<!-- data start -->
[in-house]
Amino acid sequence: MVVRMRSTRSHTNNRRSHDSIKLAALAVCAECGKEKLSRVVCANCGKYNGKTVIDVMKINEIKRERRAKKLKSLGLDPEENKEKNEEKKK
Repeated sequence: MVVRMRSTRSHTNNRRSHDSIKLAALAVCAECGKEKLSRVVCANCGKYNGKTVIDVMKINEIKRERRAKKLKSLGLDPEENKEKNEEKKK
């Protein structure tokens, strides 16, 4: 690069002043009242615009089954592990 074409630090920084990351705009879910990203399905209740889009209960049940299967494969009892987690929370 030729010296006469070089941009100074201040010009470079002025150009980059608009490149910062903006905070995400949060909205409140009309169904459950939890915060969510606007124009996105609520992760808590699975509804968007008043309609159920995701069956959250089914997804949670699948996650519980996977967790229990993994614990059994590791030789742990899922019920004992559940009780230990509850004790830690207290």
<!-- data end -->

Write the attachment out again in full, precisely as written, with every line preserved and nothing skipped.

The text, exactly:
[in-house]
Amino acid sequence: MVVRMRSTRSHTNNRRSHDSIKLAALAVCAECGKEKLSRVVCANCGKYNGKTVIDVMKINEIKRERRAKKLKSLGLDPEENKEKNEEKKK
Repeated sequence: MVVRMRSTRSHTNNRRSHDSIKLAALAVCAECGKEKLSRVVCANCGKYNGKTVIDVMKINEIKRERRAKKLKSLGLDPEENKEKNEEKKK
């Protein structure tokens, strides 16, 4: 690069002043009242615009089954592990 074409630090920084990351705009879910990203399905209740889009209960049940299967494969009892987690929370 030729010296006469070089941009100074201040010009470079002025150009980059608009490149910062903006905070995400949060909205409140009309169904459950939890915060969510606007124009996105609520992760808590699975509804968007008043309609159920995701069956959250089914997804949670699948996650519980996977967790229990993994614990059994590791030789742990899922019920004992559940009780230990509850004790830690207290």